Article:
Q: Hi Denis,
People tell me that once you’ve gained muscle, it’s easier to put this muscle back on after a layoff than to put it on in the first place. It’s supposedly called "muscle memory." Is this true?
. . . Dan Pershu
A: Hi Dan,
The principle of "muscle memory" has been around for some time now, and there’s a reason: it does appear to be true. Most experienced athletes notice it when coming back to the gym after a layoff, as they see their gains increasing at a much faster pace than they did at the beginning. The muscle cell (and the human body) is like any live cell; once it goes through a physiological change it modifies itself in order to adapt, which is the principle of evolution. Evolution is not a complete metamorphosis; it means that the cells adapted themselves as they went through different experiences. That’s how researchers can study a phenomenon, by unveiling the "history book" that kept track of the path an entity had to follow in order to change. In fact, your whole body has some kind of a memory "system." Take your fat cells, for example. Once a fat cell reaches a certain volume, it will always tend to go back to that level. That’s why people who have been overweight for a certain period of time in their lives are more susceptible to rebounds and subsequent weight gains even after dieting. This is one of the reasons (other than health concerns) why I’m not a proponent of extravagant and unnecessary weight gain in the off-season. As a bodybuilder and a trainer, my goal is to promote lean mass gains, not any "weight" gain regardless of its quality. I know I am repeating myself here one more time, but I think it can’t be emphasized too much: quantity will NEVER replace quality!
So every change you imposed on your body left some kind of trace on its "history book." That’s also why once you use drugs, your body will never be (or look) the same. That’s why you can tell if a so-called "natural" athlete is life-time drug-free or a former user. You can see the difference in muscular density and volume, as drugs alter the normal cellular growth process (the quality of muscle proteins and fibers is no longer the same). I don’t have anything against this, as it’s only human to be impatient about results and to make mistakes, but it’s sometimes my job to help people recover when they finally realize the importance of taking care of their health. I will always encourage and support those who make that choice, regardless of what they did before, as long as they are willing to make the effort and change.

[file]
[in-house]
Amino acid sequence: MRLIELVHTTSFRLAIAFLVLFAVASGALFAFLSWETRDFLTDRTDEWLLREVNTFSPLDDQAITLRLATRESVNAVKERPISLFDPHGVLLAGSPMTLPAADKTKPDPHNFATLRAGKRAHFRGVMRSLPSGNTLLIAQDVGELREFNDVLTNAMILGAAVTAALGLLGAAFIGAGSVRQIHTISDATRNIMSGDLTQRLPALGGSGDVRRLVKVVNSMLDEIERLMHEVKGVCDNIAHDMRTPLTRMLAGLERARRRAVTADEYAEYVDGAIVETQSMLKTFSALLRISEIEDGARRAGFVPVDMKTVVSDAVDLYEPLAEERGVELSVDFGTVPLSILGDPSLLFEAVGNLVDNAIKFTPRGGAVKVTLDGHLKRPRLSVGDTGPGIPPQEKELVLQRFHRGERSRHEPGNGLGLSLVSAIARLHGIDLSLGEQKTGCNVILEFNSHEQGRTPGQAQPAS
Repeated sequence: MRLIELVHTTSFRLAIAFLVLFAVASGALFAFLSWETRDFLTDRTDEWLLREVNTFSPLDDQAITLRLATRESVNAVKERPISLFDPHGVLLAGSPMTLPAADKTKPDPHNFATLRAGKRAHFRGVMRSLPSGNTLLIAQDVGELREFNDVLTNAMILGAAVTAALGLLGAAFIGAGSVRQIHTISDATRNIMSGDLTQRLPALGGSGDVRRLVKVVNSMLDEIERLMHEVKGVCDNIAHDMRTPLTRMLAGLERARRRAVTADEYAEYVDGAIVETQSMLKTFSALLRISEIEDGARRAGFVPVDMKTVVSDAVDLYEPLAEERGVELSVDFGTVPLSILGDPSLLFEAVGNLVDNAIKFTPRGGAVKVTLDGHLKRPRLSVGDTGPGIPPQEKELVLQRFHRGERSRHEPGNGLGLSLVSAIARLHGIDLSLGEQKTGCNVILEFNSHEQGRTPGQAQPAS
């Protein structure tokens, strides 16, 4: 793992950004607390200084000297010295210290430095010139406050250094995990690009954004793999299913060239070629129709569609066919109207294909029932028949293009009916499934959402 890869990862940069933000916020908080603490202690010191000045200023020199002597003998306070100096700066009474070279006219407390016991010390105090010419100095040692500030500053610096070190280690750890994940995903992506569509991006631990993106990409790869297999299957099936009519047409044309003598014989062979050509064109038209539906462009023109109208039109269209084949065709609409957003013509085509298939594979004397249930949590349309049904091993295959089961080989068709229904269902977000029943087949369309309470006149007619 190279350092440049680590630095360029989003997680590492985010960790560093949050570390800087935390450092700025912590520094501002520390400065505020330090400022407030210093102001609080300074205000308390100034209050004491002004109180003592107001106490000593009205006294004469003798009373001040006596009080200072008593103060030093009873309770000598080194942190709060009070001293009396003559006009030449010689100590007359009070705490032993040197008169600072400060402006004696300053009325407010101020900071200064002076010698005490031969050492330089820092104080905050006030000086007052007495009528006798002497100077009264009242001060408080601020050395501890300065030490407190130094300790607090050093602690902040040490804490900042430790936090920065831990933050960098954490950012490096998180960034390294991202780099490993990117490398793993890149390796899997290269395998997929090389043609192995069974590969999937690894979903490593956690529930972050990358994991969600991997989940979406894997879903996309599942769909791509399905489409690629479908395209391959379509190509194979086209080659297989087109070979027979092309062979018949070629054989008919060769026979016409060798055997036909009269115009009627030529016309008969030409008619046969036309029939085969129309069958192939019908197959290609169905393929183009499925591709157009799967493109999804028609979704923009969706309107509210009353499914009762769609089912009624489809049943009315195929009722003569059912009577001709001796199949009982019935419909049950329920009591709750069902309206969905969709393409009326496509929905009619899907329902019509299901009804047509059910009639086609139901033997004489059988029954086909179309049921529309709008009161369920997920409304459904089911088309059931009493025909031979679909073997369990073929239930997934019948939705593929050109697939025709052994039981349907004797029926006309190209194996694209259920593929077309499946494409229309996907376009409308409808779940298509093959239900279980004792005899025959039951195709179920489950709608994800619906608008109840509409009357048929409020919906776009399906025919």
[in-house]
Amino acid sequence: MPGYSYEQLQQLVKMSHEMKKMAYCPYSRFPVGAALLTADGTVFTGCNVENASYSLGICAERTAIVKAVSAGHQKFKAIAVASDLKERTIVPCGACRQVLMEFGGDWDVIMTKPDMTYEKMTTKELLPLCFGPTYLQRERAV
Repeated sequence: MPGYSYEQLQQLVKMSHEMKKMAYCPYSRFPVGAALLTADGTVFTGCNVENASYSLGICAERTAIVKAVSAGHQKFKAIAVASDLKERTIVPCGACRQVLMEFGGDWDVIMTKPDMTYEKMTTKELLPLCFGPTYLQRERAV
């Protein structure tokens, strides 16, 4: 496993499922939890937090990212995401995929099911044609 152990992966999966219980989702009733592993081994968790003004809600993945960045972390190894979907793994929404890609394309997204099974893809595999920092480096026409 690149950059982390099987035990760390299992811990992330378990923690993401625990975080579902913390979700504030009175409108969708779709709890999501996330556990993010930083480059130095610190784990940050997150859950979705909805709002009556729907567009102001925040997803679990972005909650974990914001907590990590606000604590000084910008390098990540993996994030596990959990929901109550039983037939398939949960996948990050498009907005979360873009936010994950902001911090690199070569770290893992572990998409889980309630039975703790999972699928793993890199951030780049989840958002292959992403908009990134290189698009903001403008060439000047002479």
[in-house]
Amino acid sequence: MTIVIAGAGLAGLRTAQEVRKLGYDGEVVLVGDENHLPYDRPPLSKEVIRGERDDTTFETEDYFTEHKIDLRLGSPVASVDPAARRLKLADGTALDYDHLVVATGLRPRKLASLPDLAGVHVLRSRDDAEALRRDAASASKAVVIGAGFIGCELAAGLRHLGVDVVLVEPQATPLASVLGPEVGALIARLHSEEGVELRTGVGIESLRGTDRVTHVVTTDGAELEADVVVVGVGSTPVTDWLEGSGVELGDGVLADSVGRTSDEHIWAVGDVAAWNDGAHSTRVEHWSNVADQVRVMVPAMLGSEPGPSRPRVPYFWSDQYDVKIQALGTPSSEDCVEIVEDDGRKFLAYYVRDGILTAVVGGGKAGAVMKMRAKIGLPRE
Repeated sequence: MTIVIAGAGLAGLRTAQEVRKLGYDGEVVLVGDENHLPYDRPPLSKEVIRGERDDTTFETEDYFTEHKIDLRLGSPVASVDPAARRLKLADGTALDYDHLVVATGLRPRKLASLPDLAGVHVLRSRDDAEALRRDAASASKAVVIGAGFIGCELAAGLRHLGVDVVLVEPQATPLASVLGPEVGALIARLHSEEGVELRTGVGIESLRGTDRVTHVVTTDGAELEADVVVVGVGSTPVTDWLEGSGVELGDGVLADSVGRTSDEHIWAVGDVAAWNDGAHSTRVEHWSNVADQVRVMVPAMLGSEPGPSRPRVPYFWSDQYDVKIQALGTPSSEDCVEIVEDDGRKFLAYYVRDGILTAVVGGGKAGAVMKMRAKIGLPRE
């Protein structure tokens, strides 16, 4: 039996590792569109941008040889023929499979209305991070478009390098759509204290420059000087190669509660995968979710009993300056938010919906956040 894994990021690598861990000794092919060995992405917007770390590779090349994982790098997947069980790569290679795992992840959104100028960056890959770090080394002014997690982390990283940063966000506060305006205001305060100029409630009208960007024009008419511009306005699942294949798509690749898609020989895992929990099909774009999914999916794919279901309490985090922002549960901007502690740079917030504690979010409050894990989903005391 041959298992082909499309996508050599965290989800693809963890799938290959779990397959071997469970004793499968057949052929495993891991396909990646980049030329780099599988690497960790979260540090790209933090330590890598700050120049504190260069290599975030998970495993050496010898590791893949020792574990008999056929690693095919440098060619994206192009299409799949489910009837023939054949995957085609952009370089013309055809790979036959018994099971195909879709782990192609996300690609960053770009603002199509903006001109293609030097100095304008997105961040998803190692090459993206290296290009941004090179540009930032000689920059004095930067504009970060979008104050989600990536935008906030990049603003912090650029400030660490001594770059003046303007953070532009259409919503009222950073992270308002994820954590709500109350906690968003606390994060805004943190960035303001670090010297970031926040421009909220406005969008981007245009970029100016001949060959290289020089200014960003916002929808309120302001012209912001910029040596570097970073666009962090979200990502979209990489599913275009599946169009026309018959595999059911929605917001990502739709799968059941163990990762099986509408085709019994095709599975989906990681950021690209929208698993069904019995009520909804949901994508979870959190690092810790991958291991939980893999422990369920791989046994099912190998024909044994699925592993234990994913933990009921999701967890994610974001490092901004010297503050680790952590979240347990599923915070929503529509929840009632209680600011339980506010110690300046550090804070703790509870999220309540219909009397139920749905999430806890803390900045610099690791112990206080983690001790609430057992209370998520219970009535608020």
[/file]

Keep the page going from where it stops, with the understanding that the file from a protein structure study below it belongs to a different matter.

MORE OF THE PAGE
Nevertheless, when I bring a "real" natural athlete to a contest, he is often discouraged by the density some of those athletes show onstage, as the traces of their path is still apparent (even if they’ve been "clean" for a few months or years), which, of course, "could" give them an advantage. Notice that I used the term "could" as bodybuilding is more than just about muscle mass: it’s about proportions, symmetry, conditioning and even attitude! If it wasn’t, I wouldn’t have beaten all those guys for so many years, I wouldn’t be a three-time national champion (or have won an overall title), and obviously I would have never got the chance to reach the international scene. That’s also why my athletes, too, have beaten guys on drugs!
I know I may have gone a little overboard here, but I think I needed to in order to fully explain my point. So if we get back to our original subject, you should now have a better understanding of the principle of "muscle memory." Evolution also means that you cannot "erase" anything -- the best you can do is change direction or completely reverse and go against what you did (like trying to lose instead of gaining weight), but your body will still remember something of what it went through. That can be good or bad, the latter being especially the case if you used drugs, since abnormal tissue growth and alterations (like internal organs or bone) will not return to normal.
There’s also an adage in training that says "use it or lose it," which means that if you don’t train a certain physiological component for a while, you will lose the gains you made. Well, that’s not completely true, as you will lose most of your actual gains, but will still get them back more rapidly than in the first place once you resume training. In fact, you will be even more prone to new gains as the muscle cells will be more sensitive to adaptive stress. This is exactly what "strategic deconditioning" is about: taking advantage of the "muscle memory" principle while preventing the body from getting too effective at adapting to the mechanical stress of weight training. Taking all that into account, you should now be less afraid about the "detraining" effect of taking a break, and maybe even more conscious of the benefits of "strategic deconditioning," which I explained in previous articles.
I think I’ll leave you with that, before I get carried onto another subject and go overboard again.
Keep training hard and stay on the right track!
. . . Denis Pedneault, Canadian Champion 2005, 2006